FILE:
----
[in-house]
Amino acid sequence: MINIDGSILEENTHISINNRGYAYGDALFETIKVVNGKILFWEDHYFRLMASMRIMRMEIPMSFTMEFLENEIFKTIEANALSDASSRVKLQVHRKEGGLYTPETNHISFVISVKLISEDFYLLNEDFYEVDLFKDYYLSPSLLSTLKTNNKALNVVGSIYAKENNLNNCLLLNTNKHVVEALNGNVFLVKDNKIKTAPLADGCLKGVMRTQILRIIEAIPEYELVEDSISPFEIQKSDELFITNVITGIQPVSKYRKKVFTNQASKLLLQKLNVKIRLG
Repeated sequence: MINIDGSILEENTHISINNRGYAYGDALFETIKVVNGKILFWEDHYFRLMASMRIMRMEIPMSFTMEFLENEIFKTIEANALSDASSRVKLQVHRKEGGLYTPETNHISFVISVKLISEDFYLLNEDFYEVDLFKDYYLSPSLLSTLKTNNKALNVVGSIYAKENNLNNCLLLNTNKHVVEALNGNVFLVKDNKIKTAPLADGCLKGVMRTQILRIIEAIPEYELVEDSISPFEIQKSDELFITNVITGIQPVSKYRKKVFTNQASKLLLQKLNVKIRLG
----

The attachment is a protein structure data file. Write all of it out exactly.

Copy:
[in-house]
Amino acid sequence: MINIDGSILEENTHISINNRGYAYGDALFETIKVVNGKILFWEDHYFRLMASMRIMRMEIPMSFTMEFLENEIFKTIEANALSDASSRVKLQVHRKEGGLYTPETNHISFVISVKLISEDFYLLNEDFYEVDLFKDYYLSPSLLSTLKTNNKALNVVGSIYAKENNLNNCLLLNTNKHVVEALNGNVFLVKDNKIKTAPLADGCLKGVMRTQILRIIEAIPEYELVEDSISPFEIQKSDELFITNVITGIQPVSKYRKKVFTNQASKLLLQKLNVKIRLG
Repeated sequence: MINIDGSILEENTHISINNRGYAYGDALFETIKVVNGKILFWEDHYFRLMASMRIMRMEIPMSFTMEFLENEIFKTIEANALSDASSRVKLQVHRKEGGLYTPETNHISFVISVKLISEDFYLLNEDFYEVDLFKDYYLSPSLLSTLKTNNKALNVVGSIYAKENNLNNCLLLNTNKHVVEALNGNVFLVKDNKIKTAPLADGCLKGVMRTQILRIIEAIPEYELVEDSISPFEIQKSDELFITNVITGIQPVSKYRKKVFTNQASKLLLQKLNVKIRLG